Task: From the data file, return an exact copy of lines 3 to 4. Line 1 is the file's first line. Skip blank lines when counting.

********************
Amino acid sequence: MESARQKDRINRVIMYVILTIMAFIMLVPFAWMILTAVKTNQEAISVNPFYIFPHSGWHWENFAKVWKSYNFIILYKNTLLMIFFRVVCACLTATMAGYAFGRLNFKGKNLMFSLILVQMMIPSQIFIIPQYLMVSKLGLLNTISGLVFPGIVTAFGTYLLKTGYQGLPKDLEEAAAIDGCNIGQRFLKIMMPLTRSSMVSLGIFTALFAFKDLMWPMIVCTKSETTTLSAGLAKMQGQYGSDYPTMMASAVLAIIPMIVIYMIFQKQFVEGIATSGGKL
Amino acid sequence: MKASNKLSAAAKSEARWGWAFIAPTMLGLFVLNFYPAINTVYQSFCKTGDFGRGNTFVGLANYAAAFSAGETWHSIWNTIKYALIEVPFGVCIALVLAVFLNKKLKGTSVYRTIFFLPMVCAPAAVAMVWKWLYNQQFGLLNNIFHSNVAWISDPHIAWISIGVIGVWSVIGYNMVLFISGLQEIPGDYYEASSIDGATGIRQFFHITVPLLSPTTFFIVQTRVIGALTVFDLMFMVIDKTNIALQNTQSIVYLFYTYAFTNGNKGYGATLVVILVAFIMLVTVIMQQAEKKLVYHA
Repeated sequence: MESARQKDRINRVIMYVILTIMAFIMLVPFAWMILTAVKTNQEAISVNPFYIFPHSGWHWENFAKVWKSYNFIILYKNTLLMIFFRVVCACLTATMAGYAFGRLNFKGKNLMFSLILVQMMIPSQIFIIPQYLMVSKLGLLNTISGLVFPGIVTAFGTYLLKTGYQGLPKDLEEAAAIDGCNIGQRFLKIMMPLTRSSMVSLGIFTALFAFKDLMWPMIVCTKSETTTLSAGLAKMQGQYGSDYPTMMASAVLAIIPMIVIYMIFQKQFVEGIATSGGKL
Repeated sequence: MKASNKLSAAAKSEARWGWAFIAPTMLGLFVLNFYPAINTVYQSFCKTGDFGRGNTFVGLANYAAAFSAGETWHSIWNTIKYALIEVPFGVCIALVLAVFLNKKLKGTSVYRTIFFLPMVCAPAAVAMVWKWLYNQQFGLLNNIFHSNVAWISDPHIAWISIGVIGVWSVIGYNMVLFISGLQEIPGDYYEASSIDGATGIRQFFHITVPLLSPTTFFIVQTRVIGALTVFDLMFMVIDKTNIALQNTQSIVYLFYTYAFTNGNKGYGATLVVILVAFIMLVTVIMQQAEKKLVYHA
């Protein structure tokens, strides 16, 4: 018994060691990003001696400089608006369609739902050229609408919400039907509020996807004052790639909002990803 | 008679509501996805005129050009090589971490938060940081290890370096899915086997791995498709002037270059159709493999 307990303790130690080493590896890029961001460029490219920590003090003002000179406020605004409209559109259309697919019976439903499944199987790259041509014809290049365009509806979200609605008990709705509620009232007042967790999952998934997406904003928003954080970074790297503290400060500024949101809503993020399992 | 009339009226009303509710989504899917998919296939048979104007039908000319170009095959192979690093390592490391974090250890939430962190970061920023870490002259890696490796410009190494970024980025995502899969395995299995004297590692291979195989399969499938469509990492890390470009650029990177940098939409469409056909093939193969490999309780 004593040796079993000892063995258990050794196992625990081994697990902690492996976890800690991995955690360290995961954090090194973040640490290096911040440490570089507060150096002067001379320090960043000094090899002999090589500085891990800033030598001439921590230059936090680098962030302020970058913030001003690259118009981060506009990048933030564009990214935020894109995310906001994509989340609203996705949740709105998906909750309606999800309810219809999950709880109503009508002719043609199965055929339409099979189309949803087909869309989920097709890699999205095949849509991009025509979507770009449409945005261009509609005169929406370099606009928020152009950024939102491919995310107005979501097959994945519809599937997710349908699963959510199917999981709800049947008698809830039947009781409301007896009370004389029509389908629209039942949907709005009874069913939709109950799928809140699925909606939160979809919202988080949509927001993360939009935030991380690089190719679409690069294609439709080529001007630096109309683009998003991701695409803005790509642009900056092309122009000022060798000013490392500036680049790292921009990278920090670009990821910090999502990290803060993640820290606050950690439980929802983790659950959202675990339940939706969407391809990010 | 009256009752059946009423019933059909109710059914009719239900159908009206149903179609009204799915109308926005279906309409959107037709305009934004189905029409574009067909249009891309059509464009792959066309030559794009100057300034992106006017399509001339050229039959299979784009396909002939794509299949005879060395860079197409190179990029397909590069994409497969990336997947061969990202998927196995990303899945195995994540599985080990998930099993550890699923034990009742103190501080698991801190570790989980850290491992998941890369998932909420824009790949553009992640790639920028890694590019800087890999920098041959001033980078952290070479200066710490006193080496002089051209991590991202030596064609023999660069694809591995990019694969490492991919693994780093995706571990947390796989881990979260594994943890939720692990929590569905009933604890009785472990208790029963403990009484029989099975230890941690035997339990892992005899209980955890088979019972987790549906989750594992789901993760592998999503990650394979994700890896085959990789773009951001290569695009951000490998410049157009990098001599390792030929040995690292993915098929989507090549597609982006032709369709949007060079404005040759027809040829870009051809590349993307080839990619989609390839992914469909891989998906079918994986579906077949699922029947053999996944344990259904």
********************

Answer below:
Repeated sequence: MESARQKDRINRVIMYVILTIMAFIMLVPFAWMILTAVKTNQEAISVNPFYIFPHSGWHWENFAKVWKSYNFIILYKNTLLMIFFRVVCACLTATMAGYAFGRLNFKGKNLMFSLILVQMMIPSQIFIIPQYLMVSKLGLLNTISGLVFPGIVTAFGTYLLKTGYQGLPKDLEEAAAIDGCNIGQRFLKIMMPLTRSSMVSLGIFTALFAFKDLMWPMIVCTKSETTTLSAGLAKMQGQYGSDYPTMMASAVLAIIPMIVIYMIFQKQFVEGIATSGGKL
Repeated sequence: MKASNKLSAAAKSEARWGWAFIAPTMLGLFVLNFYPAINTVYQSFCKTGDFGRGNTFVGLANYAAAFSAGETWHSIWNTIKYALIEVPFGVCIALVLAVFLNKKLKGTSVYRTIFFLPMVCAPAAVAMVWKWLYNQQFGLLNNIFHSNVAWISDPHIAWISIGVIGVWSVIGYNMVLFISGLQEIPGDYYEASSIDGATGIRQFFHITVPLLSPTTFFIVQTRVIGALTVFDLMFMVIDKTNIALQNTQSIVYLFYTYAFTNGNKGYGATLVVILVAFIMLVTVIMQQAEKKLVYHA